Feeds

Euro judges: Copyright has NOT changed, you WON'T get sued for browsing the web

Was that really so hard, Lord Sumption?

New hybrid storage solutions

The highest European Court today confirmed that the internet can carry on working just like it has for 20 years. In doing so, it was batting away a strange request for "clarification" on copyright from the UK's Supreme Court.

For the internet to function, it was established very early on that certain devices - such as routers, computer displays, browser caches - would need a narrow exemption from copyright law if the whole thing was to work. In other words, you didn't need permission to make a temporary copy of a work if it was part of a technological process essential to publishing the work

Case law was quickly laid down, and the European Parliament made these temporary and "integral" copies safe in 2001 (Article 5 of Directive 2001/29/EC).

The issue hasn't troubled the lawyers since.

However, none of this seems to have occurred to the man described as "the cleverest man in Britain" (and possibly its wealthiest lawyer), who is now a Supreme Court Justice: Lord Sumption OBE.

Musing on the Newspaper Licensing Authority vs Public Relations Consultants Association Limited* case before him last year, Sumption was suddenly seized with panic. What if routers and displays weren't temporarily exempt from copyright, he wondered. What if the whole thing suddenly just stopped working?

That had a "transnational dimension", Sumption shuddered, and potentially affected "many millions of people".

Well, yes, it might. If it wasn't for all that other pesky "legal stuff" over the past 20 years.

(It also seems that the Justice wasn't aware that the UK has a Copyright Tribunal that sets a statutory rate when there's a dispute. But that's by the by.) So as part of the Supreme Court's ruling [summary - full judgment], Sumption recommended that the European Court of Justice needed to have a look at temporary copies.

The CJEU has now done so, and reading their decision, it is not hard to imagine some impatience with the learned Lord.

They affirm that a copy of a copyright work made to display on a screen or reside temporarily in a hard disk cache doesn't need the copyright holder's permission - so long as that copy is temporary, and an essential part of the technological process of getting that original work to you.

In a separate case, the CJEU also confirmed that libraries can make copies of ebooks to display on e-readers within the library (judgment available in PDF format here (PDF)). Libraries already have a range of exceptions for displaying and archiving copyright work, but the CJEU said this new ruling doesn't automatically cover copying to a USB stick or printing - which may or may not be covered by whatever law the member state or specific library has in place.

Judges said making a copy for an e-reader was much like making a photocopy (which is compensated) and since the e-reader was in the library, it didn't represent a commercial threat to the publisher. ®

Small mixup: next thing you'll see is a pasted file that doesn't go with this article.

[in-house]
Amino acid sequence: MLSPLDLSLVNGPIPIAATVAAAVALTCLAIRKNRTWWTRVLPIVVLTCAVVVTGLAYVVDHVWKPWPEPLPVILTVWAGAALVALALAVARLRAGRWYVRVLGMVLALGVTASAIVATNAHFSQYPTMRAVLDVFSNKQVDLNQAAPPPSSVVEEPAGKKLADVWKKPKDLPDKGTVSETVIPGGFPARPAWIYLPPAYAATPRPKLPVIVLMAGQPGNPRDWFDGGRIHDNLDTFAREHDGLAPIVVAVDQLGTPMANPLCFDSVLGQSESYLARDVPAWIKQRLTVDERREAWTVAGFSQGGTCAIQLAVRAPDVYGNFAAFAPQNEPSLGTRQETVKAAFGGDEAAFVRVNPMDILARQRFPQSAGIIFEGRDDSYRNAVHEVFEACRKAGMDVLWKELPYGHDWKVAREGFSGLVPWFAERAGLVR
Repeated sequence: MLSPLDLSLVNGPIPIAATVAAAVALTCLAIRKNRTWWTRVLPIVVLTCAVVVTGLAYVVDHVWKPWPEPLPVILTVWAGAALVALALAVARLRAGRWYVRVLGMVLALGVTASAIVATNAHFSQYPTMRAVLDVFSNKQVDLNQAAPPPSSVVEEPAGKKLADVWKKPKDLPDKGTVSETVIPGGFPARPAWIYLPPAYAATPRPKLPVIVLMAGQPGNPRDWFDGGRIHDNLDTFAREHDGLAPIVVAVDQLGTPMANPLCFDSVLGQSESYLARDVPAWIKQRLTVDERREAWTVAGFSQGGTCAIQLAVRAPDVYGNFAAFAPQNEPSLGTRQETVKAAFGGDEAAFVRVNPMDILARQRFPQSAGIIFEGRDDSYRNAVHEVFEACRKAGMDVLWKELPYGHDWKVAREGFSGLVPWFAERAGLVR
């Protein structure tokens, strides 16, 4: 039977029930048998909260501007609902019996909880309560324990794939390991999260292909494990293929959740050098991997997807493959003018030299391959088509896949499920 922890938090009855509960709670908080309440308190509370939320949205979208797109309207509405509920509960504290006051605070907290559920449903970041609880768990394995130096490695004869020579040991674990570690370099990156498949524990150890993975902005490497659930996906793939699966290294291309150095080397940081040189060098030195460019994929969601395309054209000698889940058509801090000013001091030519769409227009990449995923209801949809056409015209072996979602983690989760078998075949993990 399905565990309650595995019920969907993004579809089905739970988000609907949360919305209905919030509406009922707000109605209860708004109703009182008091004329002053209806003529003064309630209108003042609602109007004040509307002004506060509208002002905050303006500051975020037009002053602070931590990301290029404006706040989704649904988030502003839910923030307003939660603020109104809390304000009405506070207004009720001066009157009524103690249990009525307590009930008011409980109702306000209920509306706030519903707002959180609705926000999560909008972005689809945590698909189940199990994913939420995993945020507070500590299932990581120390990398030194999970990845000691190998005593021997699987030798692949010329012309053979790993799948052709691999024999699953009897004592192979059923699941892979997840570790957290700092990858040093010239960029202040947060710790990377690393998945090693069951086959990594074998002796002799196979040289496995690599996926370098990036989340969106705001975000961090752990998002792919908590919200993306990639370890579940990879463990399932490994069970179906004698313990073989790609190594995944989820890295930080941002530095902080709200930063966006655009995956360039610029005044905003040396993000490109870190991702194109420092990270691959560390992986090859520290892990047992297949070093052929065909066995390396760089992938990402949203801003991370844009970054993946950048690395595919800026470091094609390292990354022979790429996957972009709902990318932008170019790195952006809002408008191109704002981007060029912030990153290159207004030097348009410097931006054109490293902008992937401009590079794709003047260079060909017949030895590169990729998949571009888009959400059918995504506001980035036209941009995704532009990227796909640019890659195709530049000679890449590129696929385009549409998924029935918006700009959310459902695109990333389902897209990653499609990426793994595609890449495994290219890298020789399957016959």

* Newscraper Meltwater provides members of the association "with automated software programmes to create a daily index of words appearing on newspaper websites", which was the nub of the dispute.

Security for virtualized datacentres

More from The Register

next story
Found inside ISIS terror chap's laptop: CELINE DION tunes
REPORT: Stash of terrorist material found in Syria Dell box
Show us your Five-Eyes SECRETS says Privacy International
Refusal to disclose GCHQ canteen menus and prices triggers Euro Human Rights Court action
Radio hams can encrypt, in emergencies, says Ofcom
Consultation promises new spectrum and hints at relaxed licence conditions
Heavy VPN users are probably pirates, says BBC
And ISPs should nab 'em on our behalf
Former Bitcoin Foundation chair pleads guilty to money-laundering charge
Charlie Shrem plea deal could still get him five YEARS in chokey
NORKS ban Wi-Fi and satellite internet at embassies
Crackdown on tardy diplomatic sysadmins providing accidental unfiltered internet access
prev story

Whitepapers

Providing a secure and efficient Helpdesk
A single remote control platform for user support is be key to providing an efficient helpdesk. Retain full control over the way in which screen and keystroke data is transmitted.
Top 5 reasons to deploy VMware with Tegile
Data demand and the rise of virtualization is challenging IT teams to deliver storage performance, scalability and capacity that can keep up, while maximizing efficiency.
Reg Reader Research: SaaS based Email and Office Productivity Tools
Read this Reg reader report which provides advice and guidance for SMBs towards the use of SaaS based email and Office productivity tools.
Security for virtualized datacentres
Legacy security solutions are inefficient due to the architectural differences between physical and virtual environments.
Secure remote control for conventional and virtual desktops
Balancing user privacy and privileged access, in accordance with compliance frameworks and legislation. Evaluating any potential remote control choice.